Meanwhile Guinea's military leader is in hospital in Morocco, recovering from a gunshot wound which is said to have lodged a splinter of bone into his brain.

The ruling junta has played down the seriousness of president Camara's injuries, saying his head was grazed by a bullet when a former aide allegedly shot at him at point blank range.

General Sekouba Konate, the vice president of the military junta, has taken charge in Camara's absence.

'Encouraging signs'

Alexandre Cece Loua, the country's foreign minister, said Camara's condition was "encouraging".

IN DEPTH

 Background: Tensions in Guinea
 Camara: A man of the people?
 'No alternative' to Guinea rule
"I saw him, I spoke to him, he answered me, all this shows that he retains his mental faculties," he told the AP news agency.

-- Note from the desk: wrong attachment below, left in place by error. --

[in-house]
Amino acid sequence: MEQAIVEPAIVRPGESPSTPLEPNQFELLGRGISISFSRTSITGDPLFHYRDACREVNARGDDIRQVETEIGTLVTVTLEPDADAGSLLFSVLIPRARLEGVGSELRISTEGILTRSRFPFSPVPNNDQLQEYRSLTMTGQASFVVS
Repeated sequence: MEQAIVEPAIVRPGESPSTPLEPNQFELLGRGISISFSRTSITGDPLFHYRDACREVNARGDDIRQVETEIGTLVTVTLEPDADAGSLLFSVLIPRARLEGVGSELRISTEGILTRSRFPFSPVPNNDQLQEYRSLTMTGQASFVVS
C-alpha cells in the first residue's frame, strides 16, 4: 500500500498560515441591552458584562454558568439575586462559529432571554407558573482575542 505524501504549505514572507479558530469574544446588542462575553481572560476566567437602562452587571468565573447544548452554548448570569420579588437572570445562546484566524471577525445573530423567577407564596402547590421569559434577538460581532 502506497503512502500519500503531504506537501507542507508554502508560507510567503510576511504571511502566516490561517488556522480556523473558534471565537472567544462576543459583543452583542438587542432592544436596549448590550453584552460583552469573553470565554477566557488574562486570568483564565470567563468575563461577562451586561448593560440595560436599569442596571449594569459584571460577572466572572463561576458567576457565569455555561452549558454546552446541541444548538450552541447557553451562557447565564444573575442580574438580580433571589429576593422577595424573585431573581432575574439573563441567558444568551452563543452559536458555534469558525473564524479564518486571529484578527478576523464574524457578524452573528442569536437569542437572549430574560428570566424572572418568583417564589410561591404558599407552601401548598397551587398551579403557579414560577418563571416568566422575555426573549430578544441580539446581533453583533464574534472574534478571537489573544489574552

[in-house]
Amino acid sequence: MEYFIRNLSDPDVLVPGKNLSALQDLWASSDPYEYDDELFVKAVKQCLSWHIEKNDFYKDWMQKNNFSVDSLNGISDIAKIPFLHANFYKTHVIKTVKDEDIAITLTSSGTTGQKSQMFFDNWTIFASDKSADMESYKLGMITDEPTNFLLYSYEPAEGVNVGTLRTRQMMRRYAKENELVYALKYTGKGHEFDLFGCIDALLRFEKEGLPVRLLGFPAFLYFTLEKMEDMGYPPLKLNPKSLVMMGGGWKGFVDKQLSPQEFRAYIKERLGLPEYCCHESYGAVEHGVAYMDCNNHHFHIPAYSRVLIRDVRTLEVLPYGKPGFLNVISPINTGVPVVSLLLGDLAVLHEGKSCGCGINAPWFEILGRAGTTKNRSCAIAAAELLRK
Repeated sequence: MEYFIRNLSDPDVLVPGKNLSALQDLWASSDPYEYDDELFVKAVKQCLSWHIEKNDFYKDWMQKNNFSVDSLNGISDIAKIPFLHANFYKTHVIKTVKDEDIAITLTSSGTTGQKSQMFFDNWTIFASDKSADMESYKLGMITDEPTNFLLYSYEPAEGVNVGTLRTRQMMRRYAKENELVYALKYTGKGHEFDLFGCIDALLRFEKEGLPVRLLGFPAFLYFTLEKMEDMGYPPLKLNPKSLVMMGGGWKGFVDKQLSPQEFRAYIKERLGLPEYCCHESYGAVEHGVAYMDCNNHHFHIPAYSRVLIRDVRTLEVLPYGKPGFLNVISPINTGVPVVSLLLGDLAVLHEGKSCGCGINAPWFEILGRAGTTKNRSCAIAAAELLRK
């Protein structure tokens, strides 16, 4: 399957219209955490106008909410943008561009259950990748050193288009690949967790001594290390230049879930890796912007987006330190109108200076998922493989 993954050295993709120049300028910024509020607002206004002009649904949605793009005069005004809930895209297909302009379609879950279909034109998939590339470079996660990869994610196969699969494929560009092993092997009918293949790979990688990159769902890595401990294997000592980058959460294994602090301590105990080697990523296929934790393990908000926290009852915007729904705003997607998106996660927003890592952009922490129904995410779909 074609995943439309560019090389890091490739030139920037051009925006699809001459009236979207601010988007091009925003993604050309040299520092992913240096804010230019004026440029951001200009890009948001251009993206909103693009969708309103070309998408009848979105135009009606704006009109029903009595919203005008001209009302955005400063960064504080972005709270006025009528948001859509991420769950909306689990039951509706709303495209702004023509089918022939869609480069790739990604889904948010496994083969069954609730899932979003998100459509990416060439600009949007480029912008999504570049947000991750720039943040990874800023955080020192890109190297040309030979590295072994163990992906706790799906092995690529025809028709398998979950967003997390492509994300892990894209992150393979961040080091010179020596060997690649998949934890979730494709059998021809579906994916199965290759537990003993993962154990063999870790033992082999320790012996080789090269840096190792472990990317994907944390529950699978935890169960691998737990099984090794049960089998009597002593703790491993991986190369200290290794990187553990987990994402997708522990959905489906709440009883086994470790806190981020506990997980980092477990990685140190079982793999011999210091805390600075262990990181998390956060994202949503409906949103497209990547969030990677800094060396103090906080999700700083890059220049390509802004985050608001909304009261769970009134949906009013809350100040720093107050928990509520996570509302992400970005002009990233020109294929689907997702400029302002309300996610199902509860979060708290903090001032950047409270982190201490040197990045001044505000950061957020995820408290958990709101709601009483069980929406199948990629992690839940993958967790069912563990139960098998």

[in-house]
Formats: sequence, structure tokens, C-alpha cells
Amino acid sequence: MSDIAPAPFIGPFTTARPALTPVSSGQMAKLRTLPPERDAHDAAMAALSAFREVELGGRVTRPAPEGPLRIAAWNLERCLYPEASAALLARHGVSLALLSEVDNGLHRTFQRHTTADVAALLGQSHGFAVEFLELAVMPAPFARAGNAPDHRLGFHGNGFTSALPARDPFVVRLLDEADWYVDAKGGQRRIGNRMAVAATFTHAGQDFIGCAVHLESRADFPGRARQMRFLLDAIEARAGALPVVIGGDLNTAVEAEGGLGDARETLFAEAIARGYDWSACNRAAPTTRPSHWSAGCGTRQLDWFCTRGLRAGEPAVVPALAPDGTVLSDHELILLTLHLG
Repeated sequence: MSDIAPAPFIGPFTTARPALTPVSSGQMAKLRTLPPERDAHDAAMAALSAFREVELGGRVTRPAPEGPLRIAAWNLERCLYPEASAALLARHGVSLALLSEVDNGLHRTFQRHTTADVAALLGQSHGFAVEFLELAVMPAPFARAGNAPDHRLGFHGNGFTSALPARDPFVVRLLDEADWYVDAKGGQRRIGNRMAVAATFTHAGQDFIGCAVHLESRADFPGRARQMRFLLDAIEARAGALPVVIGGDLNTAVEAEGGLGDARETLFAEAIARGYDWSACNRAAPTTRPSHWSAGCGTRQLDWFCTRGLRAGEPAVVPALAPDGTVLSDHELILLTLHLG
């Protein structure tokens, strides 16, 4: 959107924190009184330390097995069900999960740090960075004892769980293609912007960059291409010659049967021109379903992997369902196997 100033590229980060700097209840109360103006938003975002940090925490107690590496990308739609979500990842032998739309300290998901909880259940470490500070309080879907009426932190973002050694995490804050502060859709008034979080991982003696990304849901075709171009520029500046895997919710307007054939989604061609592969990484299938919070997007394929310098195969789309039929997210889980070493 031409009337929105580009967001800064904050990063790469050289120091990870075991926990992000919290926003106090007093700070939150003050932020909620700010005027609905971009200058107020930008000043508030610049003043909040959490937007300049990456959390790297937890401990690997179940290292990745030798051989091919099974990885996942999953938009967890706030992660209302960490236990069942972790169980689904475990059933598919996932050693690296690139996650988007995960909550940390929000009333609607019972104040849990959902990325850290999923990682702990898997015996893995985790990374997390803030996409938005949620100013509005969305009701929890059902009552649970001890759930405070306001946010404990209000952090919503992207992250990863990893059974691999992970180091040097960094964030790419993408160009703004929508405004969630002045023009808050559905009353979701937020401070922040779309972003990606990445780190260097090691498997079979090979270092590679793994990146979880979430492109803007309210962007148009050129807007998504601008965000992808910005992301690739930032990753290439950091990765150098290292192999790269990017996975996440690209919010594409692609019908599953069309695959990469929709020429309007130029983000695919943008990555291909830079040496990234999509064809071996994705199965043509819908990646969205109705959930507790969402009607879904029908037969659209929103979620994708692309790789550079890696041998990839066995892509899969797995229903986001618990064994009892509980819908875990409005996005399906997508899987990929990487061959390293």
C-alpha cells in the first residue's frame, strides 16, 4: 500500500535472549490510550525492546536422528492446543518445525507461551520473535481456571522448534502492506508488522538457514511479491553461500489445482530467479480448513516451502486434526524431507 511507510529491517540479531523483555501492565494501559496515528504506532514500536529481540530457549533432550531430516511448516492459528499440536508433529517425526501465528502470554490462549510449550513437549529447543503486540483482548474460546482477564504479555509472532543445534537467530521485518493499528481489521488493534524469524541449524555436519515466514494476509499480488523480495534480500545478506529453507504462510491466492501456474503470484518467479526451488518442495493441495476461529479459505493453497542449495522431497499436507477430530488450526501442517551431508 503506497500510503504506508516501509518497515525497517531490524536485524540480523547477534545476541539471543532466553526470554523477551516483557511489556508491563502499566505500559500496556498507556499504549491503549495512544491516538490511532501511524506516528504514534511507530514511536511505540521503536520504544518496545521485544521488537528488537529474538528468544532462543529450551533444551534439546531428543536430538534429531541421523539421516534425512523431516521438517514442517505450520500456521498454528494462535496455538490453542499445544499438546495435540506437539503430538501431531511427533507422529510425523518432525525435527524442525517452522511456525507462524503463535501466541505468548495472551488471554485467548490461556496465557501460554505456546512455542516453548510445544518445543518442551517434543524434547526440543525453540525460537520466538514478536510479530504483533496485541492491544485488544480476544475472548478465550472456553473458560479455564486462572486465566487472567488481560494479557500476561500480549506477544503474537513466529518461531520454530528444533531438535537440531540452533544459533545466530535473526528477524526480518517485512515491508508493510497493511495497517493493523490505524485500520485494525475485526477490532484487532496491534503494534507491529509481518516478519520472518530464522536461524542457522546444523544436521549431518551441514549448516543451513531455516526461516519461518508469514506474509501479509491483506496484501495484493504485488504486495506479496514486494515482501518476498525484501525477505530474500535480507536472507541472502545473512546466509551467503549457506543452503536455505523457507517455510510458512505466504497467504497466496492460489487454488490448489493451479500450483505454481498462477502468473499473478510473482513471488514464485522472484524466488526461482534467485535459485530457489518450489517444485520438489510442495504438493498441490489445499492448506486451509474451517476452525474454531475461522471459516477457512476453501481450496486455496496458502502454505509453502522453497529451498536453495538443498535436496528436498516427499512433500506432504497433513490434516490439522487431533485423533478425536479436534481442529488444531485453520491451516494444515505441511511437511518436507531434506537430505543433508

Camara was flown to Morocco on Friday, where he was operated on for cranial trauma at a military hospital.

"There has been no estimate for ... how long it will be before he returns," Loua said.

"He is responding well to the treatment he has been prescribed and there is no worry over his life."

Gunfire broke out on Sunday evening after state TV announced a toll-free phone number where citizens could call if they had information about Abubakar "Toumba" Diakite, the former aide alleged to be the would-be assassin.

Presidential elections are expected in Guinea at the end of January, but those plans have been affected by news that Camara, who seized power in a coup a year ago, intended to run as a candidate.